Published: April 25, 2024  |  

School-based wellness: An innovative approach to improving teenage mental health

Being a teenager is hard. 

It’s always been this way, but recent increases in anxiety and depression have many experts warning of a mental health crisis for America’s teenagers. Seven out of ten teenagers are concerned about the issue, and no gender, race or income level is immune, according to the Pew Research Center.

Tess Amer, a mental health advocate at Fairview High School, knows the pressures Boulder’s teenagers face firsthand. As a licensed counselor and certified teacher, she oversees the school’s Wellness Center, a cozy and calming space that welcomes teenagers seeking mental health support.

Fairview High School Wellness Center

What is the purpose of Wellness Centers?

Fairview’s Wellness Center is one of six Boulder Valley School District centers where teens can destress, self regulate, talk to a counselor or get a referral for additional support. In Amer’s room, the light is kept soft and low and is decorated with plants and comfortable chairs. Students can unwind using one of the many wellness tools scattered throughout the room, including kinetic sand, weighted blankets and fidget toys. “The room itself is a wellness tool,” said Amer.

“It offers a reprieve from the demands of the school day where students have to be focused and diligent, and it’s also a physical retreat from the harsher lights and louder sounds in the rest of the school building. Students are served and supported simply by being in the room.”

When they come to her Wellness Center, Amer greets every student and does a quick check-in. Not every student wants to chat, but if someone needs some additional support, she’s there to help. Generally, she finds that when students need help, it’s usually to talk to and process with a safe adult. “The beauty of the room is that many students access it simply as a place to relax and destress. Over time, they develop a relationship with me without noticing, and if a time comes when they experience higher stress and anxiety, or there is an emergent situation, we’ve already developed trust.” 

“The room itself is a wellness tool. Students are served and supported simply by being in the room.”

Unlike traditional school counselors who carry a caseload of hundreds of students with responsibilities ranging from writing college recommendation letters to managing 504 plans, Amer and the other five Wellness Center mental health advocates focus solely on providing mental health wellness counseling and support. “Teenagers are experiencing immense stress and anxiety around school and feeling pressure to do well academically,” she said. “They feel overwhelmed managing school sports and activities or need support managing family dynamics and friend struggles.”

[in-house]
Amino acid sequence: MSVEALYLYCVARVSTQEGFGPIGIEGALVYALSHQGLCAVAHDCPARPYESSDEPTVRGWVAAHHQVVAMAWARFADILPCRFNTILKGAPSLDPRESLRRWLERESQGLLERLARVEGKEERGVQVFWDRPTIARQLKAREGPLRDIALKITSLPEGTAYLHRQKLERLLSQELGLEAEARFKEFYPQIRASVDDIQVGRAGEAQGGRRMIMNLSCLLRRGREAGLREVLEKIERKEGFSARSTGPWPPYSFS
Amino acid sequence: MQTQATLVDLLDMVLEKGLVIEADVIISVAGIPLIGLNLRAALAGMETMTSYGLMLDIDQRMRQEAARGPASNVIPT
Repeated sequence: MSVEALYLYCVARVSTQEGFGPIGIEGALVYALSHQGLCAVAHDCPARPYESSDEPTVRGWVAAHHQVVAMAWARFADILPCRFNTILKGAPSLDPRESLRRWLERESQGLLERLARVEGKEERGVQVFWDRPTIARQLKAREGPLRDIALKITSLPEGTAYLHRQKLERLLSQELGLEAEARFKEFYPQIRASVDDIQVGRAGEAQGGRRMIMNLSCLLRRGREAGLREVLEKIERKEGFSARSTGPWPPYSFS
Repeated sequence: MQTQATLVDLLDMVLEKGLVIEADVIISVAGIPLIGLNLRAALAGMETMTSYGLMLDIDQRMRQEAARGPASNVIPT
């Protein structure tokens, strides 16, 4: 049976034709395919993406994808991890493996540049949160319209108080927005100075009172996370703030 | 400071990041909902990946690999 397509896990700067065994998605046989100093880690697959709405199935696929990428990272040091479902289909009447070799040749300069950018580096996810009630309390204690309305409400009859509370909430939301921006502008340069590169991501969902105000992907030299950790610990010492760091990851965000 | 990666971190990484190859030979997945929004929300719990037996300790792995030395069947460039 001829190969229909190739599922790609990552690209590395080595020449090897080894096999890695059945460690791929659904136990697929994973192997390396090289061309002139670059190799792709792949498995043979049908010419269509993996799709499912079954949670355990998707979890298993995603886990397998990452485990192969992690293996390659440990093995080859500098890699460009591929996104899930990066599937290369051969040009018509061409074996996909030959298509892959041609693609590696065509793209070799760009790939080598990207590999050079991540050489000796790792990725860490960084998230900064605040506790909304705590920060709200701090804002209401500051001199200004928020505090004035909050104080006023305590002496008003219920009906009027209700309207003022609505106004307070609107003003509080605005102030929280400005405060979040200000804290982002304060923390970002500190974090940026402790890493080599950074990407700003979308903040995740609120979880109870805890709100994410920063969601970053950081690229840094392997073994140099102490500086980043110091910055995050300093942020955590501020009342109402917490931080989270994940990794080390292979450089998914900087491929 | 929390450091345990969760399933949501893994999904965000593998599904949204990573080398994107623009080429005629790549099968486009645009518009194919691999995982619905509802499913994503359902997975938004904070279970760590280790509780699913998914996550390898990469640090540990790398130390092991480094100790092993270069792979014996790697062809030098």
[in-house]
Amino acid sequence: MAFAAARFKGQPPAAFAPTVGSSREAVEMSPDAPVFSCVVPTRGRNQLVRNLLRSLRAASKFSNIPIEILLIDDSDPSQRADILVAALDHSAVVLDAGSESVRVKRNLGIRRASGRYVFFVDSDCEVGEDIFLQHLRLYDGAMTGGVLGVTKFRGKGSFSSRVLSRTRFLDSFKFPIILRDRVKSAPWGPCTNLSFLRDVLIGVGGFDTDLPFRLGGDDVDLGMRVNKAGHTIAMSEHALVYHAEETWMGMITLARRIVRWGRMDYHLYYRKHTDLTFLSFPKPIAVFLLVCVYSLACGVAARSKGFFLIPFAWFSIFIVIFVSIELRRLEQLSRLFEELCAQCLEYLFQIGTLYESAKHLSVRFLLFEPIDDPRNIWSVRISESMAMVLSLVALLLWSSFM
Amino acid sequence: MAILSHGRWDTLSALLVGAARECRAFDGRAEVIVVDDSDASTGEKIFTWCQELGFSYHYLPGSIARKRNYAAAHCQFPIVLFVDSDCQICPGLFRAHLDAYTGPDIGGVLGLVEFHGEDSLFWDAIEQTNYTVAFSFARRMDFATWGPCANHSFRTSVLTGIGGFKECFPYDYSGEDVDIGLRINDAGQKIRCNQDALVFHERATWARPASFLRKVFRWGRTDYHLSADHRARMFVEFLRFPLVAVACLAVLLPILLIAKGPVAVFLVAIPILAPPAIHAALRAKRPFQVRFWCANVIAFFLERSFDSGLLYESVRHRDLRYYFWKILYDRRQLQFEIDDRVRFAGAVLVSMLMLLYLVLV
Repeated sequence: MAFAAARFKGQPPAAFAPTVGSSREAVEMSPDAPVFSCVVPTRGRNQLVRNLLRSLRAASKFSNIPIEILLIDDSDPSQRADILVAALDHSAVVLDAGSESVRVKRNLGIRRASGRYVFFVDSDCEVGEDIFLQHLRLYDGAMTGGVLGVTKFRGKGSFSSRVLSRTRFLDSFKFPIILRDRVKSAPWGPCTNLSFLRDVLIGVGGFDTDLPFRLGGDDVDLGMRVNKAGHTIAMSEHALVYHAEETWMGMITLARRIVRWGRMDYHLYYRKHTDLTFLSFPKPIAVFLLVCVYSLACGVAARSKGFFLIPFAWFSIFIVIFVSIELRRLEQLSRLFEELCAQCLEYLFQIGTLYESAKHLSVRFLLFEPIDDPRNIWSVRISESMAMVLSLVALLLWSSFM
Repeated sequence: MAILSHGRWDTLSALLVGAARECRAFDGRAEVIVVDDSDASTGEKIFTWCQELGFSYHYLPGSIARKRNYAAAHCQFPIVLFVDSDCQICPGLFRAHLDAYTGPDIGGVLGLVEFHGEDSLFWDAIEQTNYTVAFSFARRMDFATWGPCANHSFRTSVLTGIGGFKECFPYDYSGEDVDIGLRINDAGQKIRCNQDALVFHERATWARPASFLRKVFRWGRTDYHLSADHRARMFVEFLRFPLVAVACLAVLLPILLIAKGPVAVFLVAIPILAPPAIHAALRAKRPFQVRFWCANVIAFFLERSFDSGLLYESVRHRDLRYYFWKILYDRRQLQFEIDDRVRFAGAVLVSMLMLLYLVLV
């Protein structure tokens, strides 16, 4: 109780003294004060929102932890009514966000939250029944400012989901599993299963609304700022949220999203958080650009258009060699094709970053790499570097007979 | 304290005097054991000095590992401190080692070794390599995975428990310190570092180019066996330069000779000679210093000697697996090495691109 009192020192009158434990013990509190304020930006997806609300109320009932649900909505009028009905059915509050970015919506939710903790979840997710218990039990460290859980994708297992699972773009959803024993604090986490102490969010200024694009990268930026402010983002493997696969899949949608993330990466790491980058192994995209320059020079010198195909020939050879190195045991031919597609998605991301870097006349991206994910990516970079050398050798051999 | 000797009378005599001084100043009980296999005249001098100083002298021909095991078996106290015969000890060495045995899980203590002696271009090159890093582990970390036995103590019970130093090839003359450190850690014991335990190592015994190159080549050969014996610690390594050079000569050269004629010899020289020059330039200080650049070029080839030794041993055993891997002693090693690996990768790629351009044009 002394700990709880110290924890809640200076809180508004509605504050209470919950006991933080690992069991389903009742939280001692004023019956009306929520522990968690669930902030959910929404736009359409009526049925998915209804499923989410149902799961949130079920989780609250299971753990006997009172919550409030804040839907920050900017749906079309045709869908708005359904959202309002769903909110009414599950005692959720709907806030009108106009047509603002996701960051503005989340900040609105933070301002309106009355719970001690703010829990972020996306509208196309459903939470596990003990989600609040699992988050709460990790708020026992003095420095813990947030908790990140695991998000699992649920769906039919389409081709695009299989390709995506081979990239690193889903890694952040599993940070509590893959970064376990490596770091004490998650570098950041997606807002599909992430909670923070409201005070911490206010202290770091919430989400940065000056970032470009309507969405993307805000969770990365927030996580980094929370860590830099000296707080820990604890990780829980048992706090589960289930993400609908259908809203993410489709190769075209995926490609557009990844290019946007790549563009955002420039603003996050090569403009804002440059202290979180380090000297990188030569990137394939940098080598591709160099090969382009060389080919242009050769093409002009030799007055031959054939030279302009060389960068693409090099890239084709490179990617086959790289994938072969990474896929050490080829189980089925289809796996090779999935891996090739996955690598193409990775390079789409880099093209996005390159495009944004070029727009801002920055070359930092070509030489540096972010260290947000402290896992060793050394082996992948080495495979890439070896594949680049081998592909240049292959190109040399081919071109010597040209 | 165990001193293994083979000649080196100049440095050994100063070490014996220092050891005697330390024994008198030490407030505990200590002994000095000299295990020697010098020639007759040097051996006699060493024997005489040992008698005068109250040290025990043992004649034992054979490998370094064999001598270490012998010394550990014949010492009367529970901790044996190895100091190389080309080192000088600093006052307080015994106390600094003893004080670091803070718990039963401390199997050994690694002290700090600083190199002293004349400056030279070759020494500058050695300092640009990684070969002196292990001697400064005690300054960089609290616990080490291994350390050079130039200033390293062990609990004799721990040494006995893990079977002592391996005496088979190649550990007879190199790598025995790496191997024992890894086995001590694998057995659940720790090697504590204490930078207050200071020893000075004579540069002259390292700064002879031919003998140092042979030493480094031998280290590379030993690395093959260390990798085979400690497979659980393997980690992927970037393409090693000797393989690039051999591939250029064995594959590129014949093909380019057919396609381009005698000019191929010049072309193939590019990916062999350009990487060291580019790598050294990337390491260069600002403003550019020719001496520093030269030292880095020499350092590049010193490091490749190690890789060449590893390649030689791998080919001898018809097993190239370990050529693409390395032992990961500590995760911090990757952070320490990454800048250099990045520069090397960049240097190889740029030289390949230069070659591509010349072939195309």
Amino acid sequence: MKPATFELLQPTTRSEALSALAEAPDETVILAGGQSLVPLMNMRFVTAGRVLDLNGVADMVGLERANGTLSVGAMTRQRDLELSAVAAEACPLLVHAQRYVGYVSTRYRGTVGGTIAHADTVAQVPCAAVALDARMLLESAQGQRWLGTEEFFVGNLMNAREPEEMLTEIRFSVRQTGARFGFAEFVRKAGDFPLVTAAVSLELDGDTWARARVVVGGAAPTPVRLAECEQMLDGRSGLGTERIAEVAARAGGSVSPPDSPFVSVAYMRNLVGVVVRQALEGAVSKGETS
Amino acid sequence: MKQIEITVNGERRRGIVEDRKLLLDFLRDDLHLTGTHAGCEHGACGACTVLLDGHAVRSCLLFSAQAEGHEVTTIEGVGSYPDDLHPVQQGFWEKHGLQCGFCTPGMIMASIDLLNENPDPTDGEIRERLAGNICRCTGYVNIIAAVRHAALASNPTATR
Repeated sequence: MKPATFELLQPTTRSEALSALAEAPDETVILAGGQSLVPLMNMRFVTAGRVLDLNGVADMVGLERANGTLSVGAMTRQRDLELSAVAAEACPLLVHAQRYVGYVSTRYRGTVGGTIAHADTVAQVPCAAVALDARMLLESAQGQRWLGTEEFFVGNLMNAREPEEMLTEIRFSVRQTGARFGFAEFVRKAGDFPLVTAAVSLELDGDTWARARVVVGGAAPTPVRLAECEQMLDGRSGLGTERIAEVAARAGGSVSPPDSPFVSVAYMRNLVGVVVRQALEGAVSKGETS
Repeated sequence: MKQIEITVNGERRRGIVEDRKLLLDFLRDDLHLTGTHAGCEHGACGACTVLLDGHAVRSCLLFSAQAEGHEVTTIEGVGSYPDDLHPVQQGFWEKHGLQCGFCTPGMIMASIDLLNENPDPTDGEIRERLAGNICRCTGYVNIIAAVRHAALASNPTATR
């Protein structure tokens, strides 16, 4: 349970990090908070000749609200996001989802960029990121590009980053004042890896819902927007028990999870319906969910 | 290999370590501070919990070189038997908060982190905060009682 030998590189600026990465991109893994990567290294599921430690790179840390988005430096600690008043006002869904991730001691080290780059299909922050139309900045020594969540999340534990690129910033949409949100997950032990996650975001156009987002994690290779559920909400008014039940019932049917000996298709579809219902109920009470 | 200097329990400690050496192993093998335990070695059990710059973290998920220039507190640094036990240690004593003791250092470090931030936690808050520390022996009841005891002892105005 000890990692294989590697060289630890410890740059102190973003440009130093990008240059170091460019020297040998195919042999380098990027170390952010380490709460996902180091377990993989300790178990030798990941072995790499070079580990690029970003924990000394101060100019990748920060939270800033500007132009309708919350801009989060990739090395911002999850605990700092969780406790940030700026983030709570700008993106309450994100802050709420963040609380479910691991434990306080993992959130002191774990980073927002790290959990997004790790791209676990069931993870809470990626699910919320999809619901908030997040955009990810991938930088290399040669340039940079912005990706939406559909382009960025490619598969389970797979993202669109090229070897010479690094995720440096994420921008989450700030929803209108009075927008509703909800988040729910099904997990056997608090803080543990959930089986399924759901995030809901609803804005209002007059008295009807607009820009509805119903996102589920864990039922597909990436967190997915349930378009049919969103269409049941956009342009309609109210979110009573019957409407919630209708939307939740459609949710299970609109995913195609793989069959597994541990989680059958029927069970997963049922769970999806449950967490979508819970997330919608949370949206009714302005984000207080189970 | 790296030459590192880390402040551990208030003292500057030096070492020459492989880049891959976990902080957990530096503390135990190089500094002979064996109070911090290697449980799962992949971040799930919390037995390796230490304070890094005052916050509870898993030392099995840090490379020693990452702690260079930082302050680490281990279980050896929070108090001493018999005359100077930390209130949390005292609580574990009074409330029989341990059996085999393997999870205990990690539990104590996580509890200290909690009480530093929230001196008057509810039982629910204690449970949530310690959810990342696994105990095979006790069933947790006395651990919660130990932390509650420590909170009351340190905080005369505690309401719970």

The impact of school-based wellness

The Wellness Centers are meeting the need—at Fairview, 40-50 students access the Wellness Center daily. Across the district, these Impact on Education funded centers served 1,301 students, who made 7,711 visits during the fall semester of the 2023-2024 school year.

Students with Tess Amer in Fairview High School Wellness Center

Amer believes the skills and techniques her students learn in the Wellness Center will serve them into adulthood. “If we can teach them how to take a break, care for themselves, regulate their emotions and develop coping skills, then in the future we’ll have a community of functioning, well adults.” Boulder Valley students receive vital wellness services completely free of charge, thanks to a partnership with Impact on Education.

The organization not only funds the Wellness Centers but also covers the salaries of ten dedicated mental health advocates, including Amer. “Impact on Education saw a problem and developed a tangible solution to address mental health where students are—in the schools,” said Amer. “They are an innovative and collaborative partner for the school district, and I am so grateful for their support of our students.”

“Impact on Education saw a problem and developed a tangible solution to address mental health where students are—in the schools.”


Impact on Education is an independent non-profit supporting the Boulder Valley School District. We depend on the support of our community to put our mission into action. Will you help us provide opportunities and resources to students across the Boulder Valley School District?

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